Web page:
Thursday, September 30, 2010

Bees and the Birds (Api e Uccelli)

Do you ever stop and think about bees?

I don't usually but I was prompted to as I was doing a bit of late night sleep-inducing reading through 'Georgics', a relatively new bestseller* by Publius Vergilius Maro (Virgil).

*relatively, in geological time

Whilst he was busy making his 2000 year old points about how weather can affect a hive, I started thinking about how hot it gets here in the Texas summers. Do their wax cells give way and the bees all ride out in a tsunami of hot honey and melted wax? Is this one reason there seem to be fewer bees now? Does 'hot honey and melted wax' sound like an adult film title?

These and other questions were now keeping me awake, thoroughly counteracting the tranquilizing effect the book had on me just moments before.

I guess people have been using the fruits of bee labor for a while now. After artisans of thousands of years ago painted fresco walls, Vitruvius recommended using wax mixed with olive oil over it. I do this for all my pompeii style frescoes.
Wax seemed to have many uses back in antiquity, as an adhesive additive, flavorless and odor free chewing gum, a disinfectant, a carving medium for bronze casting, the list goes on.

I like to eat honey, particularly over Greek style yogurt for breakfast, what about you guys? Greek legend said that Pythagoras (the triangle dude for the geometrically challenged) ate only honey.

The symbolism of bees is ever present through history, sometimes at the highest levels. Napoleon used it on his coat of arms, and before him the Merovingian (French) monarchs going way back to mid fifth century. Even the Egyptians used the bee symbol as a hieroglyph and to indicate lower Egypt.

The ancient Greeks at Delphi had a beehive shaped stone that the priestess sat in front of as she alledgedly divined the future (some scholars indicated she was refered to as the 'bee of Pythia'). To digress, I've actually seen that stone. Not the original one, which hasn't been seen in years, but the replacement ordered from the Omphalos Store (tm).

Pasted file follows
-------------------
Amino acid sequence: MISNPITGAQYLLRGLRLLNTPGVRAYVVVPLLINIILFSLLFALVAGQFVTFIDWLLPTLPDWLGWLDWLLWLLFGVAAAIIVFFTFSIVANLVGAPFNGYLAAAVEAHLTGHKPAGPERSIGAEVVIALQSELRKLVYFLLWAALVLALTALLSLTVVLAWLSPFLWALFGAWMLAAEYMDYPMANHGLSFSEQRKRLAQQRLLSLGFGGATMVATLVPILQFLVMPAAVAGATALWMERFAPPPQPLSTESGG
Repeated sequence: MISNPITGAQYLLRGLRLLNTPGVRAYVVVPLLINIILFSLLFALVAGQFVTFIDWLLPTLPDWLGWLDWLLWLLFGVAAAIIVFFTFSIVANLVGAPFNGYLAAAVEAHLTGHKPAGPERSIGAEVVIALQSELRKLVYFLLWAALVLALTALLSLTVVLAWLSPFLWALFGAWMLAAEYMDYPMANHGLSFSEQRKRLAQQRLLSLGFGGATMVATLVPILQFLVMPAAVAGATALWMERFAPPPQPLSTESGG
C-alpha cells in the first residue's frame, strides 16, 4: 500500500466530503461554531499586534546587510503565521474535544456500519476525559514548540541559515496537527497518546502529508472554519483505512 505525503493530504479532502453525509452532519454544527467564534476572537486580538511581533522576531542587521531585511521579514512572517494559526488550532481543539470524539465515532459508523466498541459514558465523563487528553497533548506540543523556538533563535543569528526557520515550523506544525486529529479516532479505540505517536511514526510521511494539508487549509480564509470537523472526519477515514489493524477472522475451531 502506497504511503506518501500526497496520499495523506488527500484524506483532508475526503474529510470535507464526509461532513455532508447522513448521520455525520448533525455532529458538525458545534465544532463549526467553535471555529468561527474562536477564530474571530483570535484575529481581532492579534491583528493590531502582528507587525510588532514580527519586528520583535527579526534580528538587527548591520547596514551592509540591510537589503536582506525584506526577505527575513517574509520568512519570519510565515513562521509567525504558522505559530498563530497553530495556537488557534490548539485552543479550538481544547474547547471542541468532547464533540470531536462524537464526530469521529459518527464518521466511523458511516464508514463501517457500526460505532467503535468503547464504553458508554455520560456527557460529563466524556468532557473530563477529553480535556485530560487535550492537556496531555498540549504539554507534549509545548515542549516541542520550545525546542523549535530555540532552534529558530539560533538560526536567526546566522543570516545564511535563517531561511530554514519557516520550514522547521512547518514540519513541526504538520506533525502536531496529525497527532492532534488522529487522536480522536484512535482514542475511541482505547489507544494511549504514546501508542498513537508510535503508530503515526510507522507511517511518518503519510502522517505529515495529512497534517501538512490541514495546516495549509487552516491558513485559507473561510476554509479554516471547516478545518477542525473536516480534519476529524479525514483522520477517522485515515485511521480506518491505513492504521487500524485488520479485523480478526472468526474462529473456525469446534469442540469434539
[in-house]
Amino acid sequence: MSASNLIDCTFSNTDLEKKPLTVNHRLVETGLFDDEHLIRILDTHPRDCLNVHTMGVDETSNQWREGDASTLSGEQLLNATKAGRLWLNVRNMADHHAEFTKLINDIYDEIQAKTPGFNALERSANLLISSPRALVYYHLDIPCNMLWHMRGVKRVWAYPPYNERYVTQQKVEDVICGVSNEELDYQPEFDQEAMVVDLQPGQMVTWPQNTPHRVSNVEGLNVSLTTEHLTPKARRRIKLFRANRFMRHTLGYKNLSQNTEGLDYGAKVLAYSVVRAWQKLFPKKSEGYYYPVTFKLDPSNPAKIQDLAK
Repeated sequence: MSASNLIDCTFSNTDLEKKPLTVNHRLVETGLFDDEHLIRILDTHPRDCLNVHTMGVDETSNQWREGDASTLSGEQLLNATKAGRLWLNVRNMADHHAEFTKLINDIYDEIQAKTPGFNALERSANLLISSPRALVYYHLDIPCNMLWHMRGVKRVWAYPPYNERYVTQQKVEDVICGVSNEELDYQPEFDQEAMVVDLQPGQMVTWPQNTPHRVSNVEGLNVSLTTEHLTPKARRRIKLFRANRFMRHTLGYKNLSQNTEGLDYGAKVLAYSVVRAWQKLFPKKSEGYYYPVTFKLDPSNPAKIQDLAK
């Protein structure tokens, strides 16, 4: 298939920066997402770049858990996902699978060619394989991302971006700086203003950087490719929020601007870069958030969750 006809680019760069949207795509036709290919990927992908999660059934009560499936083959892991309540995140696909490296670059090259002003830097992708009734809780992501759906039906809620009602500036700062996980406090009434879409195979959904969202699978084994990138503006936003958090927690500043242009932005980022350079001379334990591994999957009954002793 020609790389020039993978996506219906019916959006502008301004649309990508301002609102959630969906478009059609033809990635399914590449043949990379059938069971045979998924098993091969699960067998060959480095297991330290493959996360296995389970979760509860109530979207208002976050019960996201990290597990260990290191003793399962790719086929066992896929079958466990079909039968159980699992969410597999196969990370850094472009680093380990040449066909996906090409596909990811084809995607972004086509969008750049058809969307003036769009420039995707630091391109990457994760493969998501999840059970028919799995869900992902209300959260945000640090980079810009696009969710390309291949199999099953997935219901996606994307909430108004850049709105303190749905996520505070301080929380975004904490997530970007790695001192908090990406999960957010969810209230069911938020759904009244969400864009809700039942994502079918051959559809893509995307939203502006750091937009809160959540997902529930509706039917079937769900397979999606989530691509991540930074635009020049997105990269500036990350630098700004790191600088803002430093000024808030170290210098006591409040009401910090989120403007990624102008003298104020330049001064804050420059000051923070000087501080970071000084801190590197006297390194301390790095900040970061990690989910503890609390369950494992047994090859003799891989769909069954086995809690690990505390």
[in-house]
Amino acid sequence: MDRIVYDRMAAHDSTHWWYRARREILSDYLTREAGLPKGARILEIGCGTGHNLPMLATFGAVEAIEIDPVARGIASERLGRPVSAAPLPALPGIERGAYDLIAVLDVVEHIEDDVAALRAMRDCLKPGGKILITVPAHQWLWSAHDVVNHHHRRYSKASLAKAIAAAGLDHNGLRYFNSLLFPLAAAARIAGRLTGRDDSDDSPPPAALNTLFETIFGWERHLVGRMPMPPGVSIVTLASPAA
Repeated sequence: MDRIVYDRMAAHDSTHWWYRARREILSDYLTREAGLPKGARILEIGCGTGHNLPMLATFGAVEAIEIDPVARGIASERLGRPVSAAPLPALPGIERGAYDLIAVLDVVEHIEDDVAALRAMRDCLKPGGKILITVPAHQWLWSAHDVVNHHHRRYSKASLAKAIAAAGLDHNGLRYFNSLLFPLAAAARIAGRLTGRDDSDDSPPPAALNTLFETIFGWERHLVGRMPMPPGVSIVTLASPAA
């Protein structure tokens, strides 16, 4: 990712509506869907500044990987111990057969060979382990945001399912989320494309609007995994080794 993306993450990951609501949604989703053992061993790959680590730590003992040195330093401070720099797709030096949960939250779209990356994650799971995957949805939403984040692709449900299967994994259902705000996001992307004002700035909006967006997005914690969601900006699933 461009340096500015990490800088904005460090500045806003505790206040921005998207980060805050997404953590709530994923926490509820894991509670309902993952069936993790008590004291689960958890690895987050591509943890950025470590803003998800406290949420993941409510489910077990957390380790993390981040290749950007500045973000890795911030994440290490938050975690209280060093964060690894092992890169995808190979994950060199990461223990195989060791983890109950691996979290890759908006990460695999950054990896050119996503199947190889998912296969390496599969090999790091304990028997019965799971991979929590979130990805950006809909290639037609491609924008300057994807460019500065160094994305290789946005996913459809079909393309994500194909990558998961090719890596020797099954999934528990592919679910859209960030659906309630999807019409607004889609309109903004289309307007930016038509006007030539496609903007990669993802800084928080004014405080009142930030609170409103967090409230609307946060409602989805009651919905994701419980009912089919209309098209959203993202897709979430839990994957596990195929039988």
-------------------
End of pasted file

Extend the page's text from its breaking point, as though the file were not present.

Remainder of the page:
Near Valencia in Spain a cave drawing made before recorded history was found with remarkable detail, especially for back then without Photoshop or Etch-a-Sketches or anything.

For more interesting esoteric bee-and-honey-in-antiquity knowledge and postulations, check out Andrew Gough. He draws an interesting link between bulls, bees, and stars, and there's even a Latin lesson in there somewhere.

While you are doing all of that, I might go have a Michelob Honey Wheat or two, you know, like Pythagoras would have done. But if I'm in a hurry, maybe a Mickey's?

ps - Is it just me or is there a resemblance between beer and honey?


  1. Wow, things I have not given much attention to at all. I'd sure love to ride a tsunami of hot honey and melted wax. That sounds freaking awesome.

  2. So, bees actually maintain the inside of the hive at a constant temperature (37 deg C, like our bodies, I bee-lieve). No matter how hot it gets in Texas, the bees will actually die before they let the hive temperatures change. of the main characters in my big, fancy, epic book has a symbol of three bees, and the motto of their house is "Beware my Sting". They were one of my favorite families to flesh out their history, which, given what happens to them...*sighs*